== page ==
Posada

This Saturday I am joining 150 others on a 12+ hour experiential learning day in Tijuana among the migrant caravan.  Our day has been designed to first simply be with the migrants themselves, to meet them in person rather than through news media sound bites and video clips. We will hear individual stories and share a meal with them.  I expect to again discover that we have a lot in common: dreams, fears, concern for our families, and a longing for home. We will hear from the local Mexican church leaders who have been working around the clock to coordinate with government agencies and setting up more shelters for the thousands whom the current overflowing shelters can’t take in.  These local boots-on-the-ground leaders will share their insiders view of what’s going on, particularly with their own politicians and the constantly shifting policy and relief effort landscape.

It is not lost on us that we are spending this day during the Christian holiday season of Advent which celebrates Jesus coming into the world.  In this sacred story, his parents Joseph and Mary were travelling far from their home because of the Roman empire’s decree to take a census of all of their subjects. “Posada” is the Latino Christmas tradition of re-enacting their search for a safe place to stay, being turned away over and over but finally being allowed to rest in a barn overnight. In that lowest of places thought unfit for more honored guests, God was birthed into our world.  Not long after, Joseph, Mary, and newborn Jesus had to escape at night from there to save their child’s life from slaughter. They were migrants turned refugees. On Saturday, there will be groups on the San Diego side and the Tijuana side of the border wall taking part in a coordinated Posada together.

It is not lost on me that I personally am in a long arc of transition and searching for my own home—a place of welcome and belonging where my clear sense of vocation and ministry vision can thrive.  Like Mary, I am pregnant with that vision: heavy, excited, uncomfortable, full of faith and questions, impatient to get this thing out of me and into the world.  I relate to her and to these travelers whom I will meet on Saturday.

“Messy Middle” is a phrase I have coined for the dynamic stance I am learning to take in topics and places of conflict. I am committed to be a peacemaker who works to understand both sides, to authentically connect with members from opposing views.  Forging partnerships from former enmities is my goal.  But it does not mean pacifying or agreeing with demands to smooth over conflict. For example, in this very complex arena of immigration and asylum policy, I am not a fan of brushing aside current US or Mexican law and allowing in anyone who wants entry to either country, no questions asked.  Not at all. That could be dangerous or at the very least chaotic. But laws are meant to change with conditions and culture; laws need an overhaul when they can’t keep up or we’ve outgrown their usefulness or we realize a law violates human rights.  That’s totally normal in so many parts of life, right? Rules and laws change. Parents reset bedtimes as kids get older; minimum wage laws get updated with inflation; speed limits increased as cars got faster. It seems our immigration system is overdue for an upgrade.  But updating immigration law requires careful systemic thought; it should not happen overnight or in reaction to fear. How are we to respond during that long process?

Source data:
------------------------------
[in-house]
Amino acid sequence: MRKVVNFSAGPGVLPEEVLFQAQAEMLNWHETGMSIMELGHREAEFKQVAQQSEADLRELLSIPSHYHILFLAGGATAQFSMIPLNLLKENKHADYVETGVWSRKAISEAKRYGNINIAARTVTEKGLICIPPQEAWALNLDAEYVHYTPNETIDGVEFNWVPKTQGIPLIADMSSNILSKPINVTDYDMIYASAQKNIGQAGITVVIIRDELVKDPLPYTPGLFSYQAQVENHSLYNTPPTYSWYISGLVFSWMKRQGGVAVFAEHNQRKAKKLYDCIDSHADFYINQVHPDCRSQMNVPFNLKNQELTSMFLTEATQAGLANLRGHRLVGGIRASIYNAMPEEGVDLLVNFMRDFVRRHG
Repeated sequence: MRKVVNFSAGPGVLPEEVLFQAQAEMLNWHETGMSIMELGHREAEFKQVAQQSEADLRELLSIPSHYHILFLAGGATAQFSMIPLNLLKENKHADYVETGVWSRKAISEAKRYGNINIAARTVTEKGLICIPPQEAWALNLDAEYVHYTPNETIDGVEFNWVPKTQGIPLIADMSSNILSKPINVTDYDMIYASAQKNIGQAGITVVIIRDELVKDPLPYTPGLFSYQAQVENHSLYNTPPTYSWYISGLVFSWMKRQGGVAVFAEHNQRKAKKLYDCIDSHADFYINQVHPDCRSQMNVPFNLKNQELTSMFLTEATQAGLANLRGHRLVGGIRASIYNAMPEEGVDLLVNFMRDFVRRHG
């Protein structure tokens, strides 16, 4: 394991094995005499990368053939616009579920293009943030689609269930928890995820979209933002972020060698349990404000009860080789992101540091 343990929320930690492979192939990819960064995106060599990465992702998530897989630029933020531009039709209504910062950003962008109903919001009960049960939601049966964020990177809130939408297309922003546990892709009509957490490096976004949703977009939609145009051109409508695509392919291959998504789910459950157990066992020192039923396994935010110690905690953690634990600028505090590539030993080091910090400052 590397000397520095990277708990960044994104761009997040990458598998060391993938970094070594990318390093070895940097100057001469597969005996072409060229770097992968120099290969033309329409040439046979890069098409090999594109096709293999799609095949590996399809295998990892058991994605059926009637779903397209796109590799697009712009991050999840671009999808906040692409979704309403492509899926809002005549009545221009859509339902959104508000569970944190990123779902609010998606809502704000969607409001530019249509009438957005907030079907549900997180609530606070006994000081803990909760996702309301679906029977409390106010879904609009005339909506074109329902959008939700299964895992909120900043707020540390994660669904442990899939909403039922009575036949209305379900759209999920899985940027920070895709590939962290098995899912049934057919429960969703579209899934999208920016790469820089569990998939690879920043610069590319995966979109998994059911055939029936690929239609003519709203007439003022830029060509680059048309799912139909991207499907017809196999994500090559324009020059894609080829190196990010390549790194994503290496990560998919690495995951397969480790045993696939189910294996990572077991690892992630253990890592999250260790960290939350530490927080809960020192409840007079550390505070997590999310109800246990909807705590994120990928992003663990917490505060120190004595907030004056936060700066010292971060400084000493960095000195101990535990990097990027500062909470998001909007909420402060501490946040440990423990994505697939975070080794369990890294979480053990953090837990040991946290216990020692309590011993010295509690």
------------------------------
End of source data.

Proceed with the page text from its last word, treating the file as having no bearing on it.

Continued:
Saturday will be a time of learning what solidarity means. Mexican faith leaders have repeatedly said they do not want charity, however well-intentioned. What the asylum-seekers most need from us is solidarity. How will we do that this Saturday and beyond? In its simplest form, solidarity means to see the migrants as fellow human beings, as equals. Treat them the way we each would want to be treated: deserving of respect and dignity, and having vital expertise about their situation (vs those of us outside of it making decisions without their input). When I give charity, it comes from a place of unequal power: I retain control as the one with resources to give what I decide to those without resources. There’s a sense of safe distance from the risks of personal relationship.  Solidarity means to draw close, to see the other person as someone with resources too, even if they lack basic things like food and shelter. It means standing on a level plane of equal and shared power. Again, it doesn’t mean agreement on everything. As Arlie Hochschild said in a recent On Being podcast, “Caring is not the same as capitulating.” But it does mean striving to listen, learn, and understand.

How you can be part of what’s happening at the San Diego-Tijuana border:

 

  • Donate to The Global Immersion Project’s Borderlands Fund, created specifically for this crisis.  TGIP is an experienced nonprofit that I respect and am learning so much from.
    http://globalimmerse.org/

Follow my experience as I share about the Posada and my next steps of involvement as I roll up my sleeves as a new peacemaker here. I will be posting on my website:  www.ryahvida.com  as well as Facebook and Instagram.

Thank you for your support in this next chapter of my deepening life and ministry here at the border!

2 Replies to “Posada”

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